If you need advice or someone to talk to following a terminal diagnosis, our Support and Information team is available by phone, email or live-chat.
Making plans for what happens after you die can make sure your loved ones understand your wishes and that they won’t need to make these decisions for you.
When approaching the end of life, it’s natural to think about what you want to happen after you die and you may want to discuss the subject with your loved ones. It can be helpful to have your wishes written into your Advance Care Plan or your Will.
Writing a Will is an important step in making sure that the people and causes you care about are provided for after you die. It also prevents your loved ones having to decide how to divide your assets among themselves.
Your Will is also a chance to make sure your loved ones understand what kind of funeral you want and whether you want to donate your brain, tissue or other organs.
Some people want to decide how their funeral will be, but it's perfectly natural to not want to think about this. However, if you don’t, your loved ones will need to plan the funeral after you die.
If you do want to plan your funeral, here are some things you may want to think about:
There are resources available to help you think about what you want from your funeral and record your wishes so your loved ones are aware of them.
Speaking with a funeral director can also help you plan your funeral. They can often do more to help you achieve your ideas than many people realise - even if you think your ideas are a bit unconventional.
Unfortunately, funerals are expensive. You may have already put plans in place to pay for your funeral, or you may be able to do this now by:
If you or your loved ones can’t afford to do this, and they are getting certain benefits, they may be able to reduce the cost by applying for a Funeral Expenses Payment from the government.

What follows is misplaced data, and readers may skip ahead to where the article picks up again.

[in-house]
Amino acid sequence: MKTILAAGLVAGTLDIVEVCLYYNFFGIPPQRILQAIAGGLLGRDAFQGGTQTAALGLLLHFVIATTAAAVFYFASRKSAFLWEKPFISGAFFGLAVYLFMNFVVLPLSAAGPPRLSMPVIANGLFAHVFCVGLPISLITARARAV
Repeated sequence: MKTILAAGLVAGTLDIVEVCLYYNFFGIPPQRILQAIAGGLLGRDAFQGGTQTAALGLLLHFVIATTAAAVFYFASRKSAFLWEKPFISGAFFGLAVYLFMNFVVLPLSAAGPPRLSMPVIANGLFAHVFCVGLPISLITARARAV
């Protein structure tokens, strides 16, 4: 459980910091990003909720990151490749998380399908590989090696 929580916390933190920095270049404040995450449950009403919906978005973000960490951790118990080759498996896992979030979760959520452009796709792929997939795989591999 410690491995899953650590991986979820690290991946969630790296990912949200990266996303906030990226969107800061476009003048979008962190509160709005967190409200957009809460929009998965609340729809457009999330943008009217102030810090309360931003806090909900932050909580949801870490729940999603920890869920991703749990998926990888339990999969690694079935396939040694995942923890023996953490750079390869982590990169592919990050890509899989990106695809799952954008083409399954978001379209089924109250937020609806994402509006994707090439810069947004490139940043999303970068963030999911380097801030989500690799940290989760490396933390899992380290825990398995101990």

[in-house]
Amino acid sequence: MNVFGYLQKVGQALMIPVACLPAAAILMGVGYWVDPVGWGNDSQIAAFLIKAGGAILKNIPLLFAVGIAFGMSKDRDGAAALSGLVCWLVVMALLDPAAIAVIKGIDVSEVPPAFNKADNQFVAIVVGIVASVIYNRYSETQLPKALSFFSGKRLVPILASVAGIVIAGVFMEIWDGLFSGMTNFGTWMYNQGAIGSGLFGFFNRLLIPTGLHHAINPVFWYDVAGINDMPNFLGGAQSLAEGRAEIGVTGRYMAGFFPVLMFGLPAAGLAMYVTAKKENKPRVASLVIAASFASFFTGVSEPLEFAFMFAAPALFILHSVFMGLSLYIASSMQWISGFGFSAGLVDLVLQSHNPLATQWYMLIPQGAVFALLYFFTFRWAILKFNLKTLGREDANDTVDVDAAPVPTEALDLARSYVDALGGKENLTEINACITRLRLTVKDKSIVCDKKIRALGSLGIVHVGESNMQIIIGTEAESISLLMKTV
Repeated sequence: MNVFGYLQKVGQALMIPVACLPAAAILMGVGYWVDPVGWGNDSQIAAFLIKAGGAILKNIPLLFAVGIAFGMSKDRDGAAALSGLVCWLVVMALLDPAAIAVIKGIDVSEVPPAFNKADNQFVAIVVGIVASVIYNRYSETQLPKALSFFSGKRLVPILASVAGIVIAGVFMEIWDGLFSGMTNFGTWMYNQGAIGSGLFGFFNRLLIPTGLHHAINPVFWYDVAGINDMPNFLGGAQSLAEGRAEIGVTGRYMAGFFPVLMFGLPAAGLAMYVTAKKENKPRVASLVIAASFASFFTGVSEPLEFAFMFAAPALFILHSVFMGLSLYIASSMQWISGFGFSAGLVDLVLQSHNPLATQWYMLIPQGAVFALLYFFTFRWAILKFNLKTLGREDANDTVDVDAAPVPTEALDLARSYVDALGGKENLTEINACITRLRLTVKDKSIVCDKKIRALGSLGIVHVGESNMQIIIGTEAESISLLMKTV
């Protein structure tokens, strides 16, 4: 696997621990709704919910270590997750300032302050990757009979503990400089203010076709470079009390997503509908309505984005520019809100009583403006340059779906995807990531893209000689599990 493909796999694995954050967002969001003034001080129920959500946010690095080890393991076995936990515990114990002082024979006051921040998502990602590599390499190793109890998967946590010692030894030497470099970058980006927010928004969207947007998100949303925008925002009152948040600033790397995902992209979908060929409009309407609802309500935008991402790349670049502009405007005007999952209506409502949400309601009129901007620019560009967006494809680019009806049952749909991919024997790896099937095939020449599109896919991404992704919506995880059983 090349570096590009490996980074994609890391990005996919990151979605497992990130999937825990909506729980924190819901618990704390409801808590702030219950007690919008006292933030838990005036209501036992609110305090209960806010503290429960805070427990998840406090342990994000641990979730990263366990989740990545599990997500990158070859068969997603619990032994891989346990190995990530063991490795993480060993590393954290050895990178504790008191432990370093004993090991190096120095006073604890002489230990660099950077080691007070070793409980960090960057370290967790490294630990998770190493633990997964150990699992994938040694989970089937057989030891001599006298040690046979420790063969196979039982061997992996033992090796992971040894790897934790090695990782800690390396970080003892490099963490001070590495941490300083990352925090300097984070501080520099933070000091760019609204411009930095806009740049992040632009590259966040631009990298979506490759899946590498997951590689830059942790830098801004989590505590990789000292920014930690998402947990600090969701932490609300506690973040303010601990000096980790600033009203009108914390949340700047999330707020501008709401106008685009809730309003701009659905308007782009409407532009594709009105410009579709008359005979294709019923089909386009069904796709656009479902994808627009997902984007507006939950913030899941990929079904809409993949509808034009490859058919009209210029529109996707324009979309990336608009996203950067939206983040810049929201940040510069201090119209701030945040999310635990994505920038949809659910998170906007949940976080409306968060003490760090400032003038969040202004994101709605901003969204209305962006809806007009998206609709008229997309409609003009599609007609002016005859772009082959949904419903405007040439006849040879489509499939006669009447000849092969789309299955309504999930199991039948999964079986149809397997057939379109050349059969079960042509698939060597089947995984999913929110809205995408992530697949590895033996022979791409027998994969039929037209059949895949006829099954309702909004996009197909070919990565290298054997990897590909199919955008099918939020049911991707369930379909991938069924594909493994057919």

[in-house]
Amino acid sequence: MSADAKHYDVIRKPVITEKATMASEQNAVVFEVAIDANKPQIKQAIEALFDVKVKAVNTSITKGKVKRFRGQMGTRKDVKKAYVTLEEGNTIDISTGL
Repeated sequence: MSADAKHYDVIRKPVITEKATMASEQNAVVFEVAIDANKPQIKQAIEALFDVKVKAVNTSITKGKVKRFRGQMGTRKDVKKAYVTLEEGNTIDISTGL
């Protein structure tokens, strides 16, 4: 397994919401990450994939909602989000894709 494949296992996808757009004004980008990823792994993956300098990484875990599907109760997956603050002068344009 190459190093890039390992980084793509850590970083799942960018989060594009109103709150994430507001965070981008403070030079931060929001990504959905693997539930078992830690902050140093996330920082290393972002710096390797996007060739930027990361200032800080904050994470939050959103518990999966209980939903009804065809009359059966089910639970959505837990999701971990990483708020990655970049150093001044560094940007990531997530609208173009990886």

There may also be further financial support available after you or a loved dies.
Brain donation isn't something that many people think about or know about, and some find it hard to consider. But others see it as a way to make a difference for those in the future, and loved ones can find this a comforting thought.
Giving researchers access to brain tissue helps them develop new and better treatments, find a cure faster and prevent other families being affected in the same way.
Of course, brain donation isn't for everyone, but if it's something you think you’d like to do, it needs to be planned in advance. This is because processes have to be put in place so that the donation can take place as soon as possible after death (usually within 72 hours).
If you want to donate other organs or tissues as well as your brain, you may be able to do so, but timings of when organs need to be taken may make this difficult. The donation of other organs is a separate donation system, but talk to the individual brain bank you intend to use and also your healthcare team.
It’s recommended that in all cases of donation, you let your loved ones know of your wishes.
Some people worry that their religious beliefs may not allow organ donation. However, most religions and belief systems in the UK do support the principles of organ donation and accept that it's an individual choice. If you’re unsure, or have any questions, speak to an adviser from your faith.
Deciding what happens to your social media accounts after you die (also known as managing your digital legacy) is an important thing to consider in today's increasingly digital world.
For some of your loved ones it may be difficult to see messages on your social media, especially from people who aren't aware of your terminal diagnosis. You could delete your accounts now, but many people don’t want to do this.
Deleting somebody's social media or email account after they die can be a time-consuming and distressing process. Often family members will need to provide proof you’ve died and that they’re an immediate family member.
It can prevent a lot of difficulty if measures are put in place beforehand. Perhaps write down the various passwords and give them to a trusted friend or family member who can use these later. Or set up password managers on your computer and leave details in your Will.
Some platforms allow you to either request that your account is permanently deleted after you die or set up a legacy contact to manage your account.
A legacy contact can pin a tribute post on their timeline and respond to new friend requests, but they can’t post as the person or see their messages. Depending on the settings, other friends can share memories of you.
If you have further questions, need to clarify any of the information on this page, or want to find out more about research and clinical trials, please contact our team:
0808 800 0004 (free from landlines and mobiles)
Phone lines open Mon-Fri, 09:00-17:00
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